Good things come to those who wait nearly a half century.
What's this? A new Santana album with (most of) the original classic early '70s lineup? No one could have ever predicted this. Moments like these only happen once in a lifetime, and in this case it's been upwards of around 45 years in the making. The last time Carlos Santana, Neal Schon (guitar, vocals), Gregg Rolie (keyboards, lead vocals), Michael Carabello (percussion) and Michael Shrieve (drums) recorded together under one roof was back in 1971/1972 on the Santana III release. These guys were considered some of the best musicians in the world back in those days, and they already had two platinum records under their belt (Santana (1969) and Abraxas (1970). During the four-and-a-half decades apart, Carlos Santana kept on releasing albums under the Santana moniker (albeit with different musicians), Schon and Rolie joined forces in Journey, and both Carabello and Shrieve focused on other individual musical projects. Now, everything has come full circle, and the veteran quintet have come together once again to give it a second go.
The beginning of the story goes back some three years, to a meeting of the minds. Truth be told, none of this would have ever come to fruition had it not been for Schon propositioning Carlos Santana to record something new together. Santana agreed and had a suggestion of his own: to get Rolie, Carabello and Shrieve onboard as well. Lightning definitely struck twice, and with writing and rehearsals completed in 2013, the band completed the recording sessions for Santana IV over the next two years. The result? Well, let's put it this way: if you've set your expectations high, you will be quite pleased.
Suffice it to say that Santana IV is everything we could have hoped for it to be, and much more. It boasts a total of 16 diverse tracks and is loaded with all the staple elements you would expect to find on an authentic Santana release. Afro-Cuban rhythms; Latin-inspired hooks; B3 organ vibes; soulful, uplifting vocals; bluesy, Rock-infused guitar riffs/solos; it's all here. This is the stuff Santana are made of! The lead single, Anywhere You Want to Go, is a feel-good tune that incorporates all the aforementioned ingredients, and could easily be a second cousin to Oye Como Va. Shake It is an ambitious, bombastic trip into rhythm city with plenty of duelling guitars, quaking percussion and intelligent Latin undertones. Both Choo Choo and All Aboard keep the same steady pace throughout, but the first takes a little different stylistic direction with its catchy grooves and happy vocal lines. On the other hand, All Aboard is a purely instrumental track featuring Carlos and Schon trading off licks from all directions. Similarly, Echizo sees the two guitarists feeding off each other in fine fashion, but the backbone rhythm takes it up a few notches to make it sound more sophisticated.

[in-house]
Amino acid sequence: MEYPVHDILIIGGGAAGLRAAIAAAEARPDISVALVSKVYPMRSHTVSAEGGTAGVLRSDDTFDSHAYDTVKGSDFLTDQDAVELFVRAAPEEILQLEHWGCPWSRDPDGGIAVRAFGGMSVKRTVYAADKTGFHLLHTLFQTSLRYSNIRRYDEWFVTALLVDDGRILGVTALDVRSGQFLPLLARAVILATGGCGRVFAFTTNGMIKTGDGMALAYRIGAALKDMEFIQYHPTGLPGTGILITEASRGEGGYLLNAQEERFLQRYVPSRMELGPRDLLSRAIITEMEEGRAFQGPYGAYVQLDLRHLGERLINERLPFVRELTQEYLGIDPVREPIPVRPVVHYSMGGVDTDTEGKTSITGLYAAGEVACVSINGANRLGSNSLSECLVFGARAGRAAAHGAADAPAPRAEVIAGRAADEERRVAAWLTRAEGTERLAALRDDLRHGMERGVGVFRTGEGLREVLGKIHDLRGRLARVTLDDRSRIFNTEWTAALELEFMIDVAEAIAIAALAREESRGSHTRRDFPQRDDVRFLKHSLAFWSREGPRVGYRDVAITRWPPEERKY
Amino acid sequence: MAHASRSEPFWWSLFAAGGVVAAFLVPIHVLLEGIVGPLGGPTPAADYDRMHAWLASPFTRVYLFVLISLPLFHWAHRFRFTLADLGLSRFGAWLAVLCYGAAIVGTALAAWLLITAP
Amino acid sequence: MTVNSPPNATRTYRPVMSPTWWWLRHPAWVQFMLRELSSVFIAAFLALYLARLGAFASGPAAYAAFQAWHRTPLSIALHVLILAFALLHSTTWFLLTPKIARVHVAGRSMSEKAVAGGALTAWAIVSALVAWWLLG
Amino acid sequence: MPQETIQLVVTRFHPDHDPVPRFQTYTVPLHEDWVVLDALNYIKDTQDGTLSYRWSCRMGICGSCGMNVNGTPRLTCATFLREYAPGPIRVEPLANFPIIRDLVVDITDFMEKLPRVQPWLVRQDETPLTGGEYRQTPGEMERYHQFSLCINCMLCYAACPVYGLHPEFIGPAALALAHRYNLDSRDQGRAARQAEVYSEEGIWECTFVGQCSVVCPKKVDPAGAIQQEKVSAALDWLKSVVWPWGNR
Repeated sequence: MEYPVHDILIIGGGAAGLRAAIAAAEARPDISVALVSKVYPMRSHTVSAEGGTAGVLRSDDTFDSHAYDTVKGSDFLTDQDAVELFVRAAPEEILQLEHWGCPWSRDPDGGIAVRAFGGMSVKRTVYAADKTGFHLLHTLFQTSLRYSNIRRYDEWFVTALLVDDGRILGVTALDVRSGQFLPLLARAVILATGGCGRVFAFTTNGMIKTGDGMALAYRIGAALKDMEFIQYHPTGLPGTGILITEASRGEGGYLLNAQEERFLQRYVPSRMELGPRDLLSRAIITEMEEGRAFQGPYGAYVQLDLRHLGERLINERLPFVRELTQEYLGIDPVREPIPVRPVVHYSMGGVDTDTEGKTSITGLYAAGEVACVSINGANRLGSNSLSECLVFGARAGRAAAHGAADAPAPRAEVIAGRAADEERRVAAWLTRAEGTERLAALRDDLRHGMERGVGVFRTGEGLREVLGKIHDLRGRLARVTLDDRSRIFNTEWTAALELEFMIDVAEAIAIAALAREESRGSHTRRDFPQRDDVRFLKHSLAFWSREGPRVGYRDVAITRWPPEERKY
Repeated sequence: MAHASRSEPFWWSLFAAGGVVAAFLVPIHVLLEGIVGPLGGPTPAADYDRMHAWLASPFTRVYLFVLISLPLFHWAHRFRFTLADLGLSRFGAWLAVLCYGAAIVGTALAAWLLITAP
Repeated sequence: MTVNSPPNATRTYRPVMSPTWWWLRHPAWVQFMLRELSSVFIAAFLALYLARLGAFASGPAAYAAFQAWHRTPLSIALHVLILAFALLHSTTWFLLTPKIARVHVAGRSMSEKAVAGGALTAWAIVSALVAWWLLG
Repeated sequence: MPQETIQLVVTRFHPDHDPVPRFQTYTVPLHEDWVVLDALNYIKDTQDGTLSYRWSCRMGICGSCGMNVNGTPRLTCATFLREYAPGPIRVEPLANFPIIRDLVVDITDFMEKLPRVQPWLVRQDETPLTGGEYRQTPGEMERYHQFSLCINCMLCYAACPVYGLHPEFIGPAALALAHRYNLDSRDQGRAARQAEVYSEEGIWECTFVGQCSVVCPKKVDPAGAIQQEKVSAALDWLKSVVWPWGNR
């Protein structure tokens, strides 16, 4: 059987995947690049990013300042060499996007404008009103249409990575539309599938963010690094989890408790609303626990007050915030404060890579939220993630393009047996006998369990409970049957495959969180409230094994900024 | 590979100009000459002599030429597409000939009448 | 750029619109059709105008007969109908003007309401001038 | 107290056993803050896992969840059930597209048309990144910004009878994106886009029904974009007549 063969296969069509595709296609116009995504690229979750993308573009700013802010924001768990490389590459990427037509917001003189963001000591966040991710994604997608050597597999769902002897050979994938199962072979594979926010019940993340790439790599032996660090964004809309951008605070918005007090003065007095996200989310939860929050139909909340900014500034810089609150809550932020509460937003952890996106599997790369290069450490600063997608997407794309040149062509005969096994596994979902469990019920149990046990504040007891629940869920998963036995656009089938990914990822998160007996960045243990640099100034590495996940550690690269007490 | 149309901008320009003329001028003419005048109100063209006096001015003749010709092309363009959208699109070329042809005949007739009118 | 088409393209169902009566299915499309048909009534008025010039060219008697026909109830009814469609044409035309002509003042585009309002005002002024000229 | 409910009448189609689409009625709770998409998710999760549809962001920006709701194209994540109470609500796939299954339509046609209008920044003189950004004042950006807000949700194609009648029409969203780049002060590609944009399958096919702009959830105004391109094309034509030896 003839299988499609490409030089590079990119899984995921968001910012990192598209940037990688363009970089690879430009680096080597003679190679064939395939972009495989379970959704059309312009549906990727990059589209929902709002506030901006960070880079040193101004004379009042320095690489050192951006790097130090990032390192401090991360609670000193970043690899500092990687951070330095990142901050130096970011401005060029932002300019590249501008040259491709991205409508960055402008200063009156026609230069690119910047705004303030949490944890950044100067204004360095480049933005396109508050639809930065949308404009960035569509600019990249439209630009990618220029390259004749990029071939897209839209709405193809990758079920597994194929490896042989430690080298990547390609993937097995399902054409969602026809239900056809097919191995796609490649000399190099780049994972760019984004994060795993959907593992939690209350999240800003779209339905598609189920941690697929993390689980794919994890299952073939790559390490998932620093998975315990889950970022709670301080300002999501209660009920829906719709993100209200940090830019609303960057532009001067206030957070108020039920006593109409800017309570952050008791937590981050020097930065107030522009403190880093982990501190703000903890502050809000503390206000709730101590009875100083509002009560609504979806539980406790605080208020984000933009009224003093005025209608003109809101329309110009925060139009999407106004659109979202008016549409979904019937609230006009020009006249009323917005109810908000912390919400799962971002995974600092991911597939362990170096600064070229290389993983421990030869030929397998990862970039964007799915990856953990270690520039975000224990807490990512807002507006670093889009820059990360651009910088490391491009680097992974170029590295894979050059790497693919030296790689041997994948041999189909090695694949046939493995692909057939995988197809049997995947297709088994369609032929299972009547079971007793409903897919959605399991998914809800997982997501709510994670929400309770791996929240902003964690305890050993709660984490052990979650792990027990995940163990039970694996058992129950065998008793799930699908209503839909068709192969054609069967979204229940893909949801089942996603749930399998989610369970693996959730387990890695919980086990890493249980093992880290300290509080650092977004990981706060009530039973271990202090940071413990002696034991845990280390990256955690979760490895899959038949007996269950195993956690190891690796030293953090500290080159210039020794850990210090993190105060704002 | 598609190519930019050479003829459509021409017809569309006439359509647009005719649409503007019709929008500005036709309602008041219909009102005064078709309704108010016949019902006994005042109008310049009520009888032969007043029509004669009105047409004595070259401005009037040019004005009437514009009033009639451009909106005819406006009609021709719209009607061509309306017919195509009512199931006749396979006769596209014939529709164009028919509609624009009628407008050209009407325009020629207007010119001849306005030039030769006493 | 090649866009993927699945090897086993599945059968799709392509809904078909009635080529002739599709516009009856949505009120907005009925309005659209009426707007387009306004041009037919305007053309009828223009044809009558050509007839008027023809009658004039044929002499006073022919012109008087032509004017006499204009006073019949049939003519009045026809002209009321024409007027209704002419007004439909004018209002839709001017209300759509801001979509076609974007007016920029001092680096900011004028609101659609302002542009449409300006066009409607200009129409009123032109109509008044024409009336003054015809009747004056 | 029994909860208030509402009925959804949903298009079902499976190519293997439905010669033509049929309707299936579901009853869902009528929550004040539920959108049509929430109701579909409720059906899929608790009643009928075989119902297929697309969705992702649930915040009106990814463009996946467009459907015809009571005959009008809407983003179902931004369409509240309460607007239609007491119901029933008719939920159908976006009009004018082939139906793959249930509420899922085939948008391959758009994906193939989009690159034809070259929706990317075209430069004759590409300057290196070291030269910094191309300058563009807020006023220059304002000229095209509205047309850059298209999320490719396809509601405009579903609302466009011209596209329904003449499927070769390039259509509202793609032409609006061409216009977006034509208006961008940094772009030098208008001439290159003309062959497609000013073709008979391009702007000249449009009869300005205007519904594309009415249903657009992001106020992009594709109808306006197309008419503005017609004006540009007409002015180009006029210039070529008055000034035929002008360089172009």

The Making of Santana IV
Another dance with déja vu presents itself in the fantastic Leave Me Alone, which sounds a lot like Evil Ways in both tone and tempo, plus the use of that trusty guiro gives the song that extra bit of finesse. Two more not to miss out on are the Latin-filled rocker Love Makes the World Go Round and the very funky Freedom in Your Mind -- both featuring Ronald Isley of The Isley Brothers. The 74 year-old singer really gives these songs character.
Santana also do not shy away from their love of melody in slower tracks like the beautiful half acoustic/half electric instrumental Sueños, and the soulful You and I. One of the most notable highlights of this album is the outstanding teamwork between Carlos and Schon. Their chemistry is undeniable and each of the songs -- not just the slower ones -- are better for it. Perhaps the best display of such prowess is heard in the beautiful, yet haunting atmospheric closer Forgiveness.
As much of a winner Santana IV turns out to be, it could have potentially backfired. How so? Well, Carlos Santana might have reluctantly started working with Schon again with high hopes, only to find out that too much time had passed and "it" just wasn't there anymore. Or the other three members could have said "no" to a reunion, and that would have left Santana and Schon with the arduous task of finding other musicians -- which would have surely not been a problem-- to complete the project. The key factor here is chemistry. That's exactly what this band has, and it's the core reason which makes Santana IV such a phenomenal achievement. Santana have found their magic again, and that should inspire you to give this a real good listen.
Images courtesy of Santana, Thirty Tigers and Sony Music.